If you face a conviction because of a drug-related charge, you may worry about the impact this allegation will have on your employment, even if it is for a relatively minor offense, like possessing marijuana. According to the Pew Research Center, in 2018, 4 out of 10 drug arrests in the U.S. were for marijuana possession.
Your employer may terminate you because of drug-related charges if he or she normally does not hire applicants with drug convictions. Additionally, if your employer has policies in place that mandate regular drug tests, your employment may be at stake.
Telling your employer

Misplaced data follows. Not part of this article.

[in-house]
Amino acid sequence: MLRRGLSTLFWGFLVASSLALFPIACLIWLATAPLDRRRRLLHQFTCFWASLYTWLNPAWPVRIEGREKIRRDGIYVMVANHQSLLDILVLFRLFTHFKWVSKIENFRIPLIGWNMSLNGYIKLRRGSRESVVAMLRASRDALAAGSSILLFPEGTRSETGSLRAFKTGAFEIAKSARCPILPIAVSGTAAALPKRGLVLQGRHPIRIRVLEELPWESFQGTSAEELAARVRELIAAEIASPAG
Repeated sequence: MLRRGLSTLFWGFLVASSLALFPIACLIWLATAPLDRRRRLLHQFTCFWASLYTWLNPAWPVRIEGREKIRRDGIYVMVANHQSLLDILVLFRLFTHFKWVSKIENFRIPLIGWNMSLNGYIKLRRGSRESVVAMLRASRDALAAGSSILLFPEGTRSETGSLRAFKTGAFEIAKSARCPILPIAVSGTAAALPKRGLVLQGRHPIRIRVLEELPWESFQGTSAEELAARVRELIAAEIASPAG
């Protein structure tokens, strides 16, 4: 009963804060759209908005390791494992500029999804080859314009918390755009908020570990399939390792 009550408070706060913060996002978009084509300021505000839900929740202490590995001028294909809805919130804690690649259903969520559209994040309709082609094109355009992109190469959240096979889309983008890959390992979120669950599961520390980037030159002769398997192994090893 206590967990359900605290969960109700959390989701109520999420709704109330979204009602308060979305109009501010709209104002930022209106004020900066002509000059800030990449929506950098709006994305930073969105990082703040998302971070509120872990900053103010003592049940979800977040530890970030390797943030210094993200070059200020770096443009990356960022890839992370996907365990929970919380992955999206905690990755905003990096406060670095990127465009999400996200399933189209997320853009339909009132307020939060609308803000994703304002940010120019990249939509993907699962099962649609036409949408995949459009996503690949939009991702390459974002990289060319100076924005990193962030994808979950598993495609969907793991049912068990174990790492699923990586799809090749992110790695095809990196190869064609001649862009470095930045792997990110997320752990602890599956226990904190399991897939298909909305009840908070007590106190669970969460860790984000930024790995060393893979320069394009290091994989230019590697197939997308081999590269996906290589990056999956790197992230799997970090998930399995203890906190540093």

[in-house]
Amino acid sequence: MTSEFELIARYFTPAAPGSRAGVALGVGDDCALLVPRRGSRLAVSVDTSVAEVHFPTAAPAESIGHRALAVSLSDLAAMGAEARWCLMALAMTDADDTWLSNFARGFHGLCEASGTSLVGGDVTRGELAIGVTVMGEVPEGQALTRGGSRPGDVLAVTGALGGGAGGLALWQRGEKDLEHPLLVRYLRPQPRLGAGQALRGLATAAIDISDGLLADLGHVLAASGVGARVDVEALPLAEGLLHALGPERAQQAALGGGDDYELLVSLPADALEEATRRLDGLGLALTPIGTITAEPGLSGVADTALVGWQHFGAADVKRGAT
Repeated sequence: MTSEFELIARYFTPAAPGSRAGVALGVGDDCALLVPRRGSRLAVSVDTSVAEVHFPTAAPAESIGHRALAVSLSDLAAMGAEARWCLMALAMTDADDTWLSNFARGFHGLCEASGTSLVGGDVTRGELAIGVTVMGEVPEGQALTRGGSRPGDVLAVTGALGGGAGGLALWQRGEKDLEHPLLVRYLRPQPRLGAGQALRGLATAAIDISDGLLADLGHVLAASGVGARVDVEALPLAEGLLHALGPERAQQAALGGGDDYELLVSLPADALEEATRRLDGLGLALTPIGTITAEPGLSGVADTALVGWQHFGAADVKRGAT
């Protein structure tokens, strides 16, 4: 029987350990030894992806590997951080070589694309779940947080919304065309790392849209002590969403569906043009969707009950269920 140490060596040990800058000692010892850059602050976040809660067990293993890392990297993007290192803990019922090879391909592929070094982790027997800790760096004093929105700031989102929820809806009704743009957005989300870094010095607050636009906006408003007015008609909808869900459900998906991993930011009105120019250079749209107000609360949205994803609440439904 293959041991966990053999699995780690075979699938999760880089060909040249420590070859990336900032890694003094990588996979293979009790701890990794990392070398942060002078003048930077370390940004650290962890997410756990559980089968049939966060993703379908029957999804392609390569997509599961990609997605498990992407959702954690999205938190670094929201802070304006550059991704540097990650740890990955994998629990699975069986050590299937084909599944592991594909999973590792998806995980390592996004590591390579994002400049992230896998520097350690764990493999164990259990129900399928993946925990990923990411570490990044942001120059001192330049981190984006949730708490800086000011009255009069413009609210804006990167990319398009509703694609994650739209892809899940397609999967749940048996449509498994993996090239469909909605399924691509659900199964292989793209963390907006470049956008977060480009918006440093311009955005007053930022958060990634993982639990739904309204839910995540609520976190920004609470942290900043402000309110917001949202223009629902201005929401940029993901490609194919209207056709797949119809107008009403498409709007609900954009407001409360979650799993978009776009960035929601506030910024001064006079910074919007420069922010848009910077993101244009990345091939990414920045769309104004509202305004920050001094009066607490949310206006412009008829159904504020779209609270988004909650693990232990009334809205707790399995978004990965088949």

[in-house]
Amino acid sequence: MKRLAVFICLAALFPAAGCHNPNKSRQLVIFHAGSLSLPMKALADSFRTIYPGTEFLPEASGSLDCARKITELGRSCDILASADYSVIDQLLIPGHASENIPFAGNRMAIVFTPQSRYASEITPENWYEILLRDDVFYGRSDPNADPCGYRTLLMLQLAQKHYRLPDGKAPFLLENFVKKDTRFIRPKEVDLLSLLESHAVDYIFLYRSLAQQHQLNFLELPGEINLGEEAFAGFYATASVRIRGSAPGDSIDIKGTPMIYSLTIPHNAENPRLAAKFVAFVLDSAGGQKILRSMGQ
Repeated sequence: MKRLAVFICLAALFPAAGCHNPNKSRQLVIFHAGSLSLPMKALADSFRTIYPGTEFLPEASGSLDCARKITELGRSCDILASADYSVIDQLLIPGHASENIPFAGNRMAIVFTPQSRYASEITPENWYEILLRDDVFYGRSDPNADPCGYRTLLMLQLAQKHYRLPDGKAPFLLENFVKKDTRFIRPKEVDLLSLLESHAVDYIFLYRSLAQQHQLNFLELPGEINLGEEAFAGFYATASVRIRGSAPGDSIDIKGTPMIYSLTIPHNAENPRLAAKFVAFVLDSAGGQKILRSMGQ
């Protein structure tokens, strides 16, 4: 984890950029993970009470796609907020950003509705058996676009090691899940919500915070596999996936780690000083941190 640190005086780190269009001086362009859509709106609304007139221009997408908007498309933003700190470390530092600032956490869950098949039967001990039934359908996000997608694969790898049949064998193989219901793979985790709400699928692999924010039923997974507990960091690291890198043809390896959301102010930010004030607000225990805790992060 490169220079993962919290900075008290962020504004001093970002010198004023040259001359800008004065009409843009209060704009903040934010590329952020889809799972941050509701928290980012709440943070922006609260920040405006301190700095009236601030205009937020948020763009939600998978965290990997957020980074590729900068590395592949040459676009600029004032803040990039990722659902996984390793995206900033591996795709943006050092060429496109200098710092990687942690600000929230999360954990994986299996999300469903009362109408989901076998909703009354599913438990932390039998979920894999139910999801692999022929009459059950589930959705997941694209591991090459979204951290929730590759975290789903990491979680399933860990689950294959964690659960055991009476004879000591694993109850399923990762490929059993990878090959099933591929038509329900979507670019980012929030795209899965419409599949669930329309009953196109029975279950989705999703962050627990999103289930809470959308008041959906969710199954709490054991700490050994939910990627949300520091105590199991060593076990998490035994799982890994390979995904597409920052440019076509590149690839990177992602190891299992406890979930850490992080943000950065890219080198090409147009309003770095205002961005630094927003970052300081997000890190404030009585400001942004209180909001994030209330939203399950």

After the arrest, you may have to go to court hearings and trials. To make these court dates, you may have to miss work. Drug charges can also result in license revocation or suspension, which may prevent you from getting to work or doing your normal job duties.
For these reasons, you should tell your employer as soon as you can about the charges you face. Waiting to notify your employer could result in more consequences in addition to termination.
Getting a job in the future
Employers maintain varying policies regarding hiring employees who have a drug conviction on their records. Although some will not hire you if you have a record, others will not discriminate during the application process. If a potential employer requests that you agree to a criminal background check, he or she may not be willing to hire you if you have a drug crime on your record.